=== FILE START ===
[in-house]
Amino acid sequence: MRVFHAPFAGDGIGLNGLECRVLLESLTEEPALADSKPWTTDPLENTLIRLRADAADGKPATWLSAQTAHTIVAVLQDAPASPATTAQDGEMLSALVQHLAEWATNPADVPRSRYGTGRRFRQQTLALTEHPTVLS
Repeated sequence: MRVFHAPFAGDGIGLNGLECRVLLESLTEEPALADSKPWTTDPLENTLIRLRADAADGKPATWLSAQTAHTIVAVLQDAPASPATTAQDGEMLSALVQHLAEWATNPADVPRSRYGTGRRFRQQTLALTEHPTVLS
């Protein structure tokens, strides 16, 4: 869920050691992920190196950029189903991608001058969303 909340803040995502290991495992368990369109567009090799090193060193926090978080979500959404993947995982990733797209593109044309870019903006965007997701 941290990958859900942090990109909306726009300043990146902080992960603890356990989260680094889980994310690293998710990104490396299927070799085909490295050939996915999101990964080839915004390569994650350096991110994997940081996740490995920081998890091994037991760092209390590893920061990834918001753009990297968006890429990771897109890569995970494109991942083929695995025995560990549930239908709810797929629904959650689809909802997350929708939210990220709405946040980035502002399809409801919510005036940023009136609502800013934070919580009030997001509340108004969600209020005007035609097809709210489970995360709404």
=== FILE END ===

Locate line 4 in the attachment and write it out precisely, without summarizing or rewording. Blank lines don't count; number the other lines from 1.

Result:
């Protein structure tokens, strides 16, 4: 869920050691992920190196950029189903991608001058969303 909340803040995502290991495992368990369109567009090799090193060193926090978080979500959404993947995982990733797209593109044309870019903006965007997701 941290990958859900942090990109909306726009300043990146902080992960603890356990989260680094889980994310690293998710990104490396299927070799085909490295050939996915999101990964080839915004390569994650350096991110994997940081996740490995920081998890091994037991760092209390590893920061990834918001753009990297968006890429990771897109890569995970494109991942083929695995025995560990549930239908709810797929629904959650689809909802997350929708939210990220709405946040980035502002399809409801919510005036940023009136609502800013934070919580009030997001509340108004969600209020005007035609097809709210489970995360709404």